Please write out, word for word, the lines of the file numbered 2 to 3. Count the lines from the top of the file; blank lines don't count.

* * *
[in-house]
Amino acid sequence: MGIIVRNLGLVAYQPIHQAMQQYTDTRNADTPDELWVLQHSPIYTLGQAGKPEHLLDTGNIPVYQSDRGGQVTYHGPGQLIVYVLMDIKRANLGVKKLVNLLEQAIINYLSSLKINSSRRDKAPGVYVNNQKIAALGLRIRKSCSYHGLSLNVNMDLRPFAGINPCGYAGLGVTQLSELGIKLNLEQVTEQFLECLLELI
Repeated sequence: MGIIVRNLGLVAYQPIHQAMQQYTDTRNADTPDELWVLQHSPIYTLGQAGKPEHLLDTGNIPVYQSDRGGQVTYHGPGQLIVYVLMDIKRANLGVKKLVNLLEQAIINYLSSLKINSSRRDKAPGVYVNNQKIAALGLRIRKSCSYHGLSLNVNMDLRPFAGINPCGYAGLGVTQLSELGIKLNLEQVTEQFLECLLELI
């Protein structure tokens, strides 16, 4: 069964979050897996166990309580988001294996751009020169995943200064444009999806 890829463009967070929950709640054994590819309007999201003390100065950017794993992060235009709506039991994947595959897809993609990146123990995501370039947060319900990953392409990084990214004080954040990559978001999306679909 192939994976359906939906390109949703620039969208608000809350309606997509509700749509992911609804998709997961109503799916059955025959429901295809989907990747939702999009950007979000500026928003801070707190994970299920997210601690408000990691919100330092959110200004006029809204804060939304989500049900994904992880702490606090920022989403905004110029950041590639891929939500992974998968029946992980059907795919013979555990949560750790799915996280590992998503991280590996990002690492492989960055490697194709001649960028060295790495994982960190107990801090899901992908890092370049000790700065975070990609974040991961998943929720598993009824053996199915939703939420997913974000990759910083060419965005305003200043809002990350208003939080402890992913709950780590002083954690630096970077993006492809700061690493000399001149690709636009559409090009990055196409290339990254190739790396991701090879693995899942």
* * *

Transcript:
Amino acid sequence: MGIIVRNLGLVAYQPIHQAMQQYTDTRNADTPDELWVLQHSPIYTLGQAGKPEHLLDTGNIPVYQSDRGGQVTYHGPGQLIVYVLMDIKRANLGVKKLVNLLEQAIINYLSSLKINSSRRDKAPGVYVNNQKIAALGLRIRKSCSYHGLSLNVNMDLRPFAGINPCGYAGLGVTQLSELGIKLNLEQVTEQFLECLLELI
Repeated sequence: MGIIVRNLGLVAYQPIHQAMQQYTDTRNADTPDELWVLQHSPIYTLGQAGKPEHLLDTGNIPVYQSDRGGQVTYHGPGQLIVYVLMDIKRANLGVKKLVNLLEQAIINYLSSLKINSSRRDKAPGVYVNNQKIAALGLRIRKSCSYHGLSLNVNMDLRPFAGINPCGYAGLGVTQLSELGIKLNLEQVTEQFLECLLELI